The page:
Despite the number “4” in its title, Just Dance 4 has been one of the top sellers this holiday season, and Ubisoft senior vice president of sales and marketing Tony Key believes that luck has nothing to do with that.
“Traditionally, that older male is the bread and butter of the industry and so many games are targeting that demographic, and we target it too, but if you want to do something different, find blue water and take risk, you have to think a little differently,” he explained.
“Things like Just Dance don't come around very often, but at the end of the day, it takes tremendous effort to reach that non-standard audience. We have to spend considerable time with retailers for people who are not explicitly looking for games, so you have to reach outside the game industry to be successful. You have to have visible PR at Jimmy Kimmel, Conan O'Brien and Ellen DeGeneres for that outer circle of gamers, people who don't hear about games until they've released. This is the fourth try in keeping Just Dance relevant and we think we've gotten pretty good at it.”
But that’s not that different from what Activision with its Guitar Hero franchise which reached the epitome of fame for a short while before crashing and burning. Needless to say, Key had that example in mind when he authorized the development of yet another Just Dance title, but he believes that “Not publishing Just Dance 4 would be leaving money on the table... we believe in it and we feel like there's no reason we shouldn't do it.”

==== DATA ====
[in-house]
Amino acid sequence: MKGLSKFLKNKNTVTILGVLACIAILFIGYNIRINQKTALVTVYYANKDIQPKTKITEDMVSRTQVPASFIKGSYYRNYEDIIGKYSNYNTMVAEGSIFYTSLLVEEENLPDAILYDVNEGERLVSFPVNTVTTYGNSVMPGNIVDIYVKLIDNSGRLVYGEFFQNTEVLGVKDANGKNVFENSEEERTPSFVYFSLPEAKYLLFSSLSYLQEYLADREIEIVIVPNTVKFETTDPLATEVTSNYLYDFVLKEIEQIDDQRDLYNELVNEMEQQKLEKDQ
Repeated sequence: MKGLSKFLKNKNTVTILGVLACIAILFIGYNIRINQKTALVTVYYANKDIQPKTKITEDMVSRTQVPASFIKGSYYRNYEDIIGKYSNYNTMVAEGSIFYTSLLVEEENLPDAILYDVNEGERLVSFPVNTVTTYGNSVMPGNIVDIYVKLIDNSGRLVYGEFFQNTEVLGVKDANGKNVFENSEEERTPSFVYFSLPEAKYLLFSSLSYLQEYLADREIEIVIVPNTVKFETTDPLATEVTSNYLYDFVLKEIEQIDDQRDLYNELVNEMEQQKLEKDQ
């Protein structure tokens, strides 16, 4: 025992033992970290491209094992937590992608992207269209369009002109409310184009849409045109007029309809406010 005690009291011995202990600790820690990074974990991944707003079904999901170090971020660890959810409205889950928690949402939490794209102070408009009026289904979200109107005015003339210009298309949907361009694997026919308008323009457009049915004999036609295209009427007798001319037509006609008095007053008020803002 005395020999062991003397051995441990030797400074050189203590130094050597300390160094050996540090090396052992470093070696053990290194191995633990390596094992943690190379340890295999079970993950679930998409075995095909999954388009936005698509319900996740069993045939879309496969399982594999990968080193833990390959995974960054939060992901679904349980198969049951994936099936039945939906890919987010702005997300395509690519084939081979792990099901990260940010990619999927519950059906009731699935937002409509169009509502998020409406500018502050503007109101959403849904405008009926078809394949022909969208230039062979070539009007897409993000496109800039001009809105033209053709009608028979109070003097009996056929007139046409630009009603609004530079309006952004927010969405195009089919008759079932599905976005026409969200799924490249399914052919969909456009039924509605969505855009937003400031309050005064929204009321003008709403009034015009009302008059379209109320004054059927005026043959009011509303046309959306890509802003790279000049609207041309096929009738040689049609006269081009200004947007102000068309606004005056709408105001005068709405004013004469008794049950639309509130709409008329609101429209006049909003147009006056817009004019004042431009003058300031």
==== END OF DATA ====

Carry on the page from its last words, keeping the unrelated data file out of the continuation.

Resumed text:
“So it's about annualizing it. It's about making it the top dance game for yet another year. [Just Dance is] a reflection of what's happening in pop culture - as it evolves, so does the brand. Just Dance always has the best new music every year.”
"I would rather not compare it to Guitar Hero; Just Dance is about the latest trends, and Guitar Hero is about great classic rock. I'd rather compare it to a sports franchise - every entry evolves the franchise and changes the roster, and that's what Just Dance does, and every year we're successful. It's not burnout we're worried about and we put a lot of work into keeping it fresh. It's more a console tradition now and we're the number one selling game on Kinect. So long as motion control is used on consoles, I think there's a place for Just Dance.”